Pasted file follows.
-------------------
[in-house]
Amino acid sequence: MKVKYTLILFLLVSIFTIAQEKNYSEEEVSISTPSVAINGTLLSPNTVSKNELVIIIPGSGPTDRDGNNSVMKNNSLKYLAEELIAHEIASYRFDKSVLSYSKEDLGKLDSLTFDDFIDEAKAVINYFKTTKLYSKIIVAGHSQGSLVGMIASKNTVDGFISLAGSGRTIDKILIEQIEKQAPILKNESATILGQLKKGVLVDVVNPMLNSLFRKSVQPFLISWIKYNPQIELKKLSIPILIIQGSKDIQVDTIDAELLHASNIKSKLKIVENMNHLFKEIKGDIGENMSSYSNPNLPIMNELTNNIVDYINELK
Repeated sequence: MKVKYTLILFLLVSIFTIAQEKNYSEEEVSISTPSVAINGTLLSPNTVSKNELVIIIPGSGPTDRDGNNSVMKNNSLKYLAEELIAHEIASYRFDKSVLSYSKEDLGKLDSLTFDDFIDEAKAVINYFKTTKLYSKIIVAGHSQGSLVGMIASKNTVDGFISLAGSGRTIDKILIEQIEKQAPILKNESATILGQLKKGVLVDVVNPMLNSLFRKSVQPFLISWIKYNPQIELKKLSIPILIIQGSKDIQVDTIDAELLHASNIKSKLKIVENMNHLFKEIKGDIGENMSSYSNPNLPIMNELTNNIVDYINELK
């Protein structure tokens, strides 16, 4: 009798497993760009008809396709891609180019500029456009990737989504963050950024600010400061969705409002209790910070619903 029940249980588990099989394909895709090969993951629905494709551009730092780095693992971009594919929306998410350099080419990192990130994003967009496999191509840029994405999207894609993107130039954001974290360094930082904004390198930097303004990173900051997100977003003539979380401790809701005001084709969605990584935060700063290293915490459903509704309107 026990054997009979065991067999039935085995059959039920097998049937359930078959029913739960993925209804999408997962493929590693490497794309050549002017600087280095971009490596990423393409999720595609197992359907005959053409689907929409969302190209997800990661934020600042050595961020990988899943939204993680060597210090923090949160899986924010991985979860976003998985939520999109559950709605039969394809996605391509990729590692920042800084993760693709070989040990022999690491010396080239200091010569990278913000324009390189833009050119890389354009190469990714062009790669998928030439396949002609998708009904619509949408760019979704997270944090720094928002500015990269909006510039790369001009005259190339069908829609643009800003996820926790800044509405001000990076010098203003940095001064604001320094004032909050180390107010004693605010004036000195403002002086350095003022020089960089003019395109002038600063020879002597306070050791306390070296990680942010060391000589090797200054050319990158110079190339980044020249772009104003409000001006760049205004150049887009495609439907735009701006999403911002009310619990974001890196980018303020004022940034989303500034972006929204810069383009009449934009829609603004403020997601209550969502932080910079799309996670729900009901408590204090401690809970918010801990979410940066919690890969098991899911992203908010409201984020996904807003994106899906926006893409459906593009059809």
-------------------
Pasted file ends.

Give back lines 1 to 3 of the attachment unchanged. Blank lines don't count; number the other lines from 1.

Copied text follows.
[in-house]
Amino acid sequence: MKVKYTLILFLLVSIFTIAQEKNYSEEEVSISTPSVAINGTLLSPNTVSKNELVIIIPGSGPTDRDGNNSVMKNNSLKYLAEELIAHEIASYRFDKSVLSYSKEDLGKLDSLTFDDFIDEAKAVINYFKTTKLYSKIIVAGHSQGSLVGMIASKNTVDGFISLAGSGRTIDKILIEQIEKQAPILKNESATILGQLKKGVLVDVVNPMLNSLFRKSVQPFLISWIKYNPQIELKKLSIPILIIQGSKDIQVDTIDAELLHASNIKSKLKIVENMNHLFKEIKGDIGENMSSYSNPNLPIMNELTNNIVDYINELK
Repeated sequence: MKVKYTLILFLLVSIFTIAQEKNYSEEEVSISTPSVAINGTLLSPNTVSKNELVIIIPGSGPTDRDGNNSVMKNNSLKYLAEELIAHEIASYRFDKSVLSYSKEDLGKLDSLTFDDFIDEAKAVINYFKTTKLYSKIIVAGHSQGSLVGMIASKNTVDGFISLAGSGRTIDKILIEQIEKQAPILKNESATILGQLKKGVLVDVVNPMLNSLFRKSVQPFLISWIKYNPQIELKKLSIPILIIQGSKDIQVDTIDAELLHASNIKSKLKIVENMNHLFKEIKGDIGENMSSYSNPNLPIMNELTNNIVDYINELK